Indonesia to Update Govt Rules for Crypto, Implement More local Control

New rules could be introduced in Indonesia for crypto asset exchanges

According to a deputy minister, the South Asian country’s Trade Ministry plans to issue new rules that govern crypto exchanges. The board of directors and commissioners must be Indonesian citizens.

This change was caused by the financial difficulties faced by Zipmex cryptocurrency exchange, which currently prevents users from withdrawing money.

After a parliamentary hearing Jerry Sambuaga, deputy minister of trade, said to reporters that they don’t want permits (to be exchanged) given carelessly. He added that only those that are credible and meet the requirements would be granted permits.

Sambuaga stated that the new rule will be issued by the Commodity Futures Trading and Regulatory Agency (Bappebti), of the Ministry of Commerce.

However, no time frame has been established.

The ministry released a document stating that the new rule will require an exchange to use third-party storage to store client funds. This will also prevent exchanges investing in stored crypto assets.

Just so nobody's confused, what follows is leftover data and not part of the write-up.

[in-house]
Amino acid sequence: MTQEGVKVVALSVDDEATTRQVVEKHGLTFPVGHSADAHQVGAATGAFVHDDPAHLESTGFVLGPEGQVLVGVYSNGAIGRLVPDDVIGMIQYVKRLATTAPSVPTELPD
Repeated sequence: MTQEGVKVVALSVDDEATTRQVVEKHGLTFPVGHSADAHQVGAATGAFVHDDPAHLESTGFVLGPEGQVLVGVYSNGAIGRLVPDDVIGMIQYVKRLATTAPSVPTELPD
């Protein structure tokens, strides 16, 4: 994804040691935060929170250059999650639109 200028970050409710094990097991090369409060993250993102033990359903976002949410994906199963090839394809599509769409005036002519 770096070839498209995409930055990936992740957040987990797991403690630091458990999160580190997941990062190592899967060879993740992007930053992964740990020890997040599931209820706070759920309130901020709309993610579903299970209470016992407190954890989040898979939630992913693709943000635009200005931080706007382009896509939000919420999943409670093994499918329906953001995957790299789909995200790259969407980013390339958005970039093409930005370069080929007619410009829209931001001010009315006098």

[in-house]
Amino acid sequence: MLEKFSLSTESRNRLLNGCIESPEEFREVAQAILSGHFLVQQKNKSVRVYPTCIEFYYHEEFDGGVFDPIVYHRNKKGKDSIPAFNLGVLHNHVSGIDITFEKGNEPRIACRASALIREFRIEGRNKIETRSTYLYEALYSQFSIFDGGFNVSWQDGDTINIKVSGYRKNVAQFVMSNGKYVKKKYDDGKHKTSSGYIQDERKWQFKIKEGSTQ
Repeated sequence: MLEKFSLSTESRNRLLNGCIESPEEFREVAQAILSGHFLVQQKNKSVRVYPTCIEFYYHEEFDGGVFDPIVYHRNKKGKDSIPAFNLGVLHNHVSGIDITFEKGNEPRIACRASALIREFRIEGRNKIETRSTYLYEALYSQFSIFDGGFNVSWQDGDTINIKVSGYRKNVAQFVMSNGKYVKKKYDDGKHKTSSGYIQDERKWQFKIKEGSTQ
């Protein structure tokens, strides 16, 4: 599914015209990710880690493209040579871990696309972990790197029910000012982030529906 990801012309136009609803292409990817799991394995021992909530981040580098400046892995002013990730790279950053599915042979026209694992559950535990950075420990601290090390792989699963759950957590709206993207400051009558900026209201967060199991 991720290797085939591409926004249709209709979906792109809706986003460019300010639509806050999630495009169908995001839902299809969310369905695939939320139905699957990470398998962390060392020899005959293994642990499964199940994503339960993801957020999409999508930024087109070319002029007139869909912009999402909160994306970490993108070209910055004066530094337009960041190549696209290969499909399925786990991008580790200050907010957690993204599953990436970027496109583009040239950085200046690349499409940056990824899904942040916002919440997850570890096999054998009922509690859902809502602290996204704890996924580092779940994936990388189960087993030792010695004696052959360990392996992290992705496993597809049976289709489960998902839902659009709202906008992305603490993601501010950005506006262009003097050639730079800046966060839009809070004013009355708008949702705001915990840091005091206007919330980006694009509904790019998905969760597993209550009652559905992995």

Bappebti’s acting head, Didid Noordiatmoko, stated that two-thirds were Indonesians and would prevent top management from running when there is a problem.

Sambuaga stated that the plan to create an Indonesian cryptocurrency asset bourse could be realized within the year. It was already delayed last year.

Deal Street Asia reports that the government is trying to protect its people by creating a digital asset exchange. cryptocurrencies It has continued to grow in popularity among the people.

Initial plans for the crypto exchange were to launch in 2021, but it was delayed to the first quarter 2022. The government did not abandon the plan for the exchange after this delay.

Bappebti’s data show that cryptocurrency is gaining popularity in Southeast Asia’s largest economy. The total volume of transactions for crypto assets has increased more than 1,000% by 2021 to 859.4 trillion rupees ($57.37 million).

Also, the country’s performance has improved in terms transaction taxes.

Since the rollout of fintech and crypto transaction taxes in May, Indonesia has amassed nearly $6.8 million, according to the nation’s tax compliance special staffer Yon Arsal.

On May 1, 2018, the Indonesian finance ministry implemented a 0.1% value-added tax on crypto-assets purchased. 

The rise in popularity of crypto trading among local investors led to the Indonesian administration taxing them. 

Since the COVID-19 pandemic, cryptocurrency interest in Indonesian soil has risen dramatically. In 2021, 11 million people were crypto owners. 

Source: Shutterstock



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